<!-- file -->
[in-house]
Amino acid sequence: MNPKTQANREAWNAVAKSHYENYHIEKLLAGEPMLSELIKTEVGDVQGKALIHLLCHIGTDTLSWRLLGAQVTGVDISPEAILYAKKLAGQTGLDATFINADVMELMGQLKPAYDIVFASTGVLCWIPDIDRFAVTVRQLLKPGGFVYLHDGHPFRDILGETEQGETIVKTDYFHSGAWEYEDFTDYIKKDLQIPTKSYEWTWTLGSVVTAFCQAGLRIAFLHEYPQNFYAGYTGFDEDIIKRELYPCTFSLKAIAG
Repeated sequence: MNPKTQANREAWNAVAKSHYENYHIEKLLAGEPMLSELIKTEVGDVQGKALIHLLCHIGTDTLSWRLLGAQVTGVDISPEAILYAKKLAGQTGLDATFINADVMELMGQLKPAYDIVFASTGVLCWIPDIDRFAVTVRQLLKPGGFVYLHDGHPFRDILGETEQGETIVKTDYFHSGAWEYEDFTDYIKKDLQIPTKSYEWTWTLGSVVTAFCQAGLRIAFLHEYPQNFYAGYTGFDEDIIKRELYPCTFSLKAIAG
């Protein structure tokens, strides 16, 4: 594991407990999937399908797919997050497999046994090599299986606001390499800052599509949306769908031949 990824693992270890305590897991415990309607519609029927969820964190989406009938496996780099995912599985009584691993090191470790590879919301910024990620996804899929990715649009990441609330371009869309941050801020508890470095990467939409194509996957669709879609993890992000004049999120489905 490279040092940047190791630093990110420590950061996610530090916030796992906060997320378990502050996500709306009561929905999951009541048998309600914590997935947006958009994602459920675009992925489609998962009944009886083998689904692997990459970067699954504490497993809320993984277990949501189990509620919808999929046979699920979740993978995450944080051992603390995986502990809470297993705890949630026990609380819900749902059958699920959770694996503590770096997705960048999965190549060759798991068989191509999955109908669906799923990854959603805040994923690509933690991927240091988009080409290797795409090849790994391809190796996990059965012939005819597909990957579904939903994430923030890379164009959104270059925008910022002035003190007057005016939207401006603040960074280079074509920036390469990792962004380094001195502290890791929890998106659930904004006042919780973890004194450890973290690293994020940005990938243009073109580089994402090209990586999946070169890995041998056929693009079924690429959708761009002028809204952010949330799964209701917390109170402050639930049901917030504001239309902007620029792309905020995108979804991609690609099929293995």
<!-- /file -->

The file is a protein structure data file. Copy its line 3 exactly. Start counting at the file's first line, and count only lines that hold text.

Repeated sequence: MNPKTQANREAWNAVAKSHYENYHIEKLLAGEPMLSELIKTEVGDVQGKALIHLLCHIGTDTLSWRLLGAQVTGVDISPEAILYAKKLAGQTGLDATFINADVMELMGQLKPAYDIVFASTGVLCWIPDIDRFAVTVRQLLKPGGFVYLHDGHPFRDILGETEQGETIVKTDYFHSGAWEYEDFTDYIKKDLQIPTKSYEWTWTLGSVVTAFCQAGLRIAFLHEYPQNFYAGYTGFDEDIIKRELYPCTFSLKAIAG